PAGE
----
Now there’s Melody, the new American Girl doll just released last week. She hails by way of Detroit, Michigan. This is a monumental decision (and belated, I’ll add) to finally have a black doll from Detroit–as it speaks to the bigger issues of civil rights, racial tension and inequality happening now and in the past.
So, what’s the doll’s official story? Melody Ellison follows is a 9-year-old growing up in Detroit during the civil rights movement of the 1960s and how speaks up for social change. Choosing Detroit was clearly intentional, as it illustrates African-Americans faced inequality and discrimination everywhere in the U.S., not just the South.
It’s important to remember that the city was an integral part of the civil rights movement in the ’60s, notably including the 1963 Walk to Freedom where Dr. Martin Luther King, Jr. delivered the first iteration of his “I Had A Dream” speech, for instance.
Julie Parks, American Girl company spokesperson, told Babble why the company decided to create Melody:
“We always focus on pivotal periods in history that had a significant impact on our country’s development, Our goal with these characters is always to help bridge the past and the present for girls today and show them those common threads that bring girls of all times together.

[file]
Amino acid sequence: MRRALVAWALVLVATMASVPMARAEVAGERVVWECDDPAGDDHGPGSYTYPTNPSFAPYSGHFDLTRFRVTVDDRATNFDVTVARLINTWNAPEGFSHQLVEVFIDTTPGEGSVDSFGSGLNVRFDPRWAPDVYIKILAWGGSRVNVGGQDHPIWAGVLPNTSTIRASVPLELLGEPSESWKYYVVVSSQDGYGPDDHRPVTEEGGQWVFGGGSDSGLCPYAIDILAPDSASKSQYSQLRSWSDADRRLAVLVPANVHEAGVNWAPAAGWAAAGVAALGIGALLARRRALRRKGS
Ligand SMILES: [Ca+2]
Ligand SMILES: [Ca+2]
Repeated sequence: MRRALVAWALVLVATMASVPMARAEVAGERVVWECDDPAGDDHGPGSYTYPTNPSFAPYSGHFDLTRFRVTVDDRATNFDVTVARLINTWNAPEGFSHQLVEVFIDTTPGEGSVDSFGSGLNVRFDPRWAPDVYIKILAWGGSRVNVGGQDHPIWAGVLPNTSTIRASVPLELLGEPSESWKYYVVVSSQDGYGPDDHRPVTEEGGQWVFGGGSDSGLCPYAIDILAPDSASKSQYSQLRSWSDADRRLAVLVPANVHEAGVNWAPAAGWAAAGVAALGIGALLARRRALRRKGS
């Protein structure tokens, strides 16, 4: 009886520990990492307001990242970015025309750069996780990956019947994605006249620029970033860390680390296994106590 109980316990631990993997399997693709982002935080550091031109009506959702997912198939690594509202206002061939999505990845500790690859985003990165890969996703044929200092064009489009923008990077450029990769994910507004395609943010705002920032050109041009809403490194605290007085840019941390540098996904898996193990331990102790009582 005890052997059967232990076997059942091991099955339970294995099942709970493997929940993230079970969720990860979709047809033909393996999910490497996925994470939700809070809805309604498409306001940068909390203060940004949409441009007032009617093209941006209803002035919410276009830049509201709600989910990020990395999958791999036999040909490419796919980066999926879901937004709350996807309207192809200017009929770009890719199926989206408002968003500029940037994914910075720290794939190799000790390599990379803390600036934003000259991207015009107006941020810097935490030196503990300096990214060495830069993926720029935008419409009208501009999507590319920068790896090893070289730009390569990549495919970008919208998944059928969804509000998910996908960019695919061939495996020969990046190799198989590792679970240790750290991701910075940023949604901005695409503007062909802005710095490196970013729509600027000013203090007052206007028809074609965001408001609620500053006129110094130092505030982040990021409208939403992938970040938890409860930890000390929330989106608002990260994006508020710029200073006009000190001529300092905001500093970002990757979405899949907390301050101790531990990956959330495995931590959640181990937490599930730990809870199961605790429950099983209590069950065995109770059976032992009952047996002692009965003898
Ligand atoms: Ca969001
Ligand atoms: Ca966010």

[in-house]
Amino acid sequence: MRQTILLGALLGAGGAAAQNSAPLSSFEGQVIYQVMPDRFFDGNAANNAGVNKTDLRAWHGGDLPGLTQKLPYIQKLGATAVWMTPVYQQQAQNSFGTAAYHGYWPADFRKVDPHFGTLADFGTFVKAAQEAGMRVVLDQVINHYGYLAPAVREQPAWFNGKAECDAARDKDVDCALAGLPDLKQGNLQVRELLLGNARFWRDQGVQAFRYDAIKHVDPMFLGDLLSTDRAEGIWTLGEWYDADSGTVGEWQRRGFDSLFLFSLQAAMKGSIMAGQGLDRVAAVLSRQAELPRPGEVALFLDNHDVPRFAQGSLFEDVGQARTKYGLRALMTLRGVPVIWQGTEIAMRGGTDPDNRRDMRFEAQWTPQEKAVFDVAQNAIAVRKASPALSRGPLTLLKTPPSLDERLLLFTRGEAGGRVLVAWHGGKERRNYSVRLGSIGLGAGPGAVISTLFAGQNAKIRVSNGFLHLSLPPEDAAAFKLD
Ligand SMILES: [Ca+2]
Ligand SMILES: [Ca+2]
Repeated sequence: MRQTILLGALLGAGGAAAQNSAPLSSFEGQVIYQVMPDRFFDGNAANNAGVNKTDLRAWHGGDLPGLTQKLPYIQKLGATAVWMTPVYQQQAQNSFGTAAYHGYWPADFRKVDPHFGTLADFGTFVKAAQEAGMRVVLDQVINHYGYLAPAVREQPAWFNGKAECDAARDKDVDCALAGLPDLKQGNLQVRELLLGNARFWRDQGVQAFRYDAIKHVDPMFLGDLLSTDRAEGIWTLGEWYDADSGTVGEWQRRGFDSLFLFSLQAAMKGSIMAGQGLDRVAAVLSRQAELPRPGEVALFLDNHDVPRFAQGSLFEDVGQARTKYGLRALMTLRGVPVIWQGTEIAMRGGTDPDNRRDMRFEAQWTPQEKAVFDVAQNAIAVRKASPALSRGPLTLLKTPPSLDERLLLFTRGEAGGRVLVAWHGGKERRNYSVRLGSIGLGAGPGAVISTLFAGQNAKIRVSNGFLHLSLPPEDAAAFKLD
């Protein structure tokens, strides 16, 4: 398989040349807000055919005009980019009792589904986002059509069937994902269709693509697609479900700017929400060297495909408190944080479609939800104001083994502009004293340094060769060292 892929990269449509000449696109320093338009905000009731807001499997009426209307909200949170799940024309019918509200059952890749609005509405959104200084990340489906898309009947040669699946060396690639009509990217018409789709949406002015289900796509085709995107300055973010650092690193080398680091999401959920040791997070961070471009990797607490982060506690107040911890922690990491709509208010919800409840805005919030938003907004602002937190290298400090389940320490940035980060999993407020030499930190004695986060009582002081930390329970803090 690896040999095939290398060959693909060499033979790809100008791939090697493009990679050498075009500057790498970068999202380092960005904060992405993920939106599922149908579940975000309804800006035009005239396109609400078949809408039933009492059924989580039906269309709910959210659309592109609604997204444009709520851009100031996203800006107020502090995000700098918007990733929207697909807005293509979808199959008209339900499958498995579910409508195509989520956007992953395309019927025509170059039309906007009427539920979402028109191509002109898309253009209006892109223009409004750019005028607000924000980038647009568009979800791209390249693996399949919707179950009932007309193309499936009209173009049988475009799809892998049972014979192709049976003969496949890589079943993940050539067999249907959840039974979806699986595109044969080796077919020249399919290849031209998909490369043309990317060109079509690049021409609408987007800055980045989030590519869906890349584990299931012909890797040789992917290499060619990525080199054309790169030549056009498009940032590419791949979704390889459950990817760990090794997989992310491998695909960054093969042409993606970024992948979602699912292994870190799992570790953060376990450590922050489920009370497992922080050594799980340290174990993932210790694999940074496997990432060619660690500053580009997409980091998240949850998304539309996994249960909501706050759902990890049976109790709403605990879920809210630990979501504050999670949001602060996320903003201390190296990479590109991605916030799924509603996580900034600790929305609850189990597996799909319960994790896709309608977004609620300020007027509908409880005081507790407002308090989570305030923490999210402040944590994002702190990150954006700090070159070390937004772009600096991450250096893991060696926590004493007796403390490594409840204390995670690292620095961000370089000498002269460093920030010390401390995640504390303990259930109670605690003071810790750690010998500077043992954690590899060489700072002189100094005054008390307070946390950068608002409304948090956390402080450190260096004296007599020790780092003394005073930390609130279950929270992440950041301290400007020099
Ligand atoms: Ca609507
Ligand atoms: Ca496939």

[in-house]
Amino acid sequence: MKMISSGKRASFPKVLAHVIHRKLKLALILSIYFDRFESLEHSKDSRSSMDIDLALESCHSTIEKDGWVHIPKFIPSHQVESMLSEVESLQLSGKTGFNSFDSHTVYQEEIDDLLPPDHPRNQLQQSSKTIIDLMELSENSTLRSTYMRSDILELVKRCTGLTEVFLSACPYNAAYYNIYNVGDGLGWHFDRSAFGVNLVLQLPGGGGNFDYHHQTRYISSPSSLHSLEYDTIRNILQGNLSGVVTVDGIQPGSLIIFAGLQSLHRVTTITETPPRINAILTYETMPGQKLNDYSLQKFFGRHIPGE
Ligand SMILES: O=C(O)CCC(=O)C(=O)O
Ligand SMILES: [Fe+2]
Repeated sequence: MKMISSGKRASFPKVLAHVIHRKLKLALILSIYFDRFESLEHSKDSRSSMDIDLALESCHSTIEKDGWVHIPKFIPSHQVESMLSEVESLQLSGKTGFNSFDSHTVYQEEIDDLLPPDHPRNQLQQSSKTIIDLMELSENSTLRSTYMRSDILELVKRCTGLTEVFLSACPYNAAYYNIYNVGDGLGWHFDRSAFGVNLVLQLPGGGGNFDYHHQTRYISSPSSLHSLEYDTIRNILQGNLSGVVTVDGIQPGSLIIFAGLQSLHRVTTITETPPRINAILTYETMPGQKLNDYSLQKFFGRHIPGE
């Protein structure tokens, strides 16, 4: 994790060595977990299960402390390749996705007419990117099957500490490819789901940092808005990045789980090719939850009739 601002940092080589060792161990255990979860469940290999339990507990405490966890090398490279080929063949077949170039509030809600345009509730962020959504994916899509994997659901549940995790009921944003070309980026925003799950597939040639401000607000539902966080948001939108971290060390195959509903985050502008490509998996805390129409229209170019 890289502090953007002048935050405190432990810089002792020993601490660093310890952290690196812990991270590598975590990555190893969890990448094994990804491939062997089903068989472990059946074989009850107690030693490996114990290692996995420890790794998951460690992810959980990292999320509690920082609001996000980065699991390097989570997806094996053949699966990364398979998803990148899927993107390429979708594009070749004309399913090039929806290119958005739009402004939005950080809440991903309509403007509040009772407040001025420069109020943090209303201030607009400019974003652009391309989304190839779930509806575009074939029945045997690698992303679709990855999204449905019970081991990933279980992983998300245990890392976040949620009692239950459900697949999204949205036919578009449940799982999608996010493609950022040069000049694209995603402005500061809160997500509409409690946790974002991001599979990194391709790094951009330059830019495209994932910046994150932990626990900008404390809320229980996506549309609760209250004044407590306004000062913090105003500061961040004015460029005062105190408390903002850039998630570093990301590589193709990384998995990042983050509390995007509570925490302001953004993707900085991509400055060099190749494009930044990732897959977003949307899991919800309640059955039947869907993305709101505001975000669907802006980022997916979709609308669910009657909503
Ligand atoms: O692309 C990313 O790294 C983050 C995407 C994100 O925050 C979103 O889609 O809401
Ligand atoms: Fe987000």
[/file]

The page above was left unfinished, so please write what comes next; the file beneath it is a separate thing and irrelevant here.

The 1960s was a hugely influential era. At the time, in the early ’60s, the civil rights movement was in full swing. It was not only a key movement in our country’s history, but it’s still a revenant and powerful force in American society and culture today. We’re most proud of how Melody can really show girls through these stories how ordinary people can do extraordinary things when they come together to make a positive difference.”
Creating Melody wasn’t easy either–there was a lot of time and attention put into making sure that the doll’s story was accurate. For instance, the late Horace Julian Bond, chairman emeritus of the NAACP Board of Directors and founding member of Student Nonviolent Coordinating Committee (SNCC), was on the six-member advisory board regarding the doll’s creation.
All of their hard work paid off as, moms of black daughters are pretty excited they can get a doll that their daughters can identity with. One mom, Trina Small of Baby Shopaholic, has stated that Melody is “well thought out”:
“When my daughter first laid eyes on her she said, ‘She’s so cute! Look at her hair!’ First thing I noticed was the style of her hair and the details in her dress. Melody is a perfect reflection of black girls during this special moment in time. Pictures of my mother in the ’60s look just like Melody. I appreciate American Girl for delicately handling Melody’s story and details. This beautiful doll is right on time.”
What an exciting time.